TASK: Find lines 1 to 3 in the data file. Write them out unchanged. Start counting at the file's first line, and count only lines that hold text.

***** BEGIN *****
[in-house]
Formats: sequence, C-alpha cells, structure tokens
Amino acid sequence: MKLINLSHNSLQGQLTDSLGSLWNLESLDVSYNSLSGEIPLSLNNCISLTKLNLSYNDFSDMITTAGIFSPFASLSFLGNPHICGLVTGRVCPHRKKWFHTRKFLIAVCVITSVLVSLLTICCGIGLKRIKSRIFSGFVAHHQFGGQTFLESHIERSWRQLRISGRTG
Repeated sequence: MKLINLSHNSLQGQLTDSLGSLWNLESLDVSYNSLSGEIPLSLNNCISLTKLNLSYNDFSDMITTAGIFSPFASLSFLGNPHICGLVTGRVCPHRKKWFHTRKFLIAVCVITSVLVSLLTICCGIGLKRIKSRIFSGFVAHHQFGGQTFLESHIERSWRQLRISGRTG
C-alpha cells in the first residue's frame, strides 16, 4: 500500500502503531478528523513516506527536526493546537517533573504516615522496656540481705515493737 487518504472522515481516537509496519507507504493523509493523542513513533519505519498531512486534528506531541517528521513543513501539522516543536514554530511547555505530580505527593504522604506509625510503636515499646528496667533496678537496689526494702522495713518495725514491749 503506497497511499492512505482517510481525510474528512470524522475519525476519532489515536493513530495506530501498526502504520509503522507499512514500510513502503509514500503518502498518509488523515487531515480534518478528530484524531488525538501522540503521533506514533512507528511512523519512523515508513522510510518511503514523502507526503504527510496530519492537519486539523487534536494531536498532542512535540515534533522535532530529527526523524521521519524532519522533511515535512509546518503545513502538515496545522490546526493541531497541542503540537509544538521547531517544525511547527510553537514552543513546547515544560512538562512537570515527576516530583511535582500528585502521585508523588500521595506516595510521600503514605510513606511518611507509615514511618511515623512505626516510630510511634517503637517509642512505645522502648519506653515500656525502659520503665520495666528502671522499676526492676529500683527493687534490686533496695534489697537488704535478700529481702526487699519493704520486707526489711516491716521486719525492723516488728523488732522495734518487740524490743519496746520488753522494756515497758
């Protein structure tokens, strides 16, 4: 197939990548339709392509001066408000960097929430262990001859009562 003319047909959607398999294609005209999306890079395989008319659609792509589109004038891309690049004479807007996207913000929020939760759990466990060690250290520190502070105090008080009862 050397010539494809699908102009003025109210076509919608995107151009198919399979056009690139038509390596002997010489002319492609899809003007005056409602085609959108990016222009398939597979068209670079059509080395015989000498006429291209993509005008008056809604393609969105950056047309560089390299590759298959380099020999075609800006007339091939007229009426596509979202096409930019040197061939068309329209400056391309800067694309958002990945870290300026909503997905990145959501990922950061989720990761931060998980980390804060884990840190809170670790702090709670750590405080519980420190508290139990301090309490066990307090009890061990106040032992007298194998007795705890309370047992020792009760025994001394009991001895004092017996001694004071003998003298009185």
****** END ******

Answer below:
[in-house]
Formats: sequence, C-alpha cells, structure tokens
Amino acid sequence: MKLINLSHNSLQGQLTDSLGSLWNLESLDVSYNSLSGEIPLSLNNCISLTKLNLSYNDFSDMITTAGIFSPFASLSFLGNPHICGLVTGRVCPHRKKWFHTRKFLIAVCVITSVLVSLLTICCGIGLKRIKSRIFSGFVAHHQFGGQTFLESHIERSWRQLRISGRTG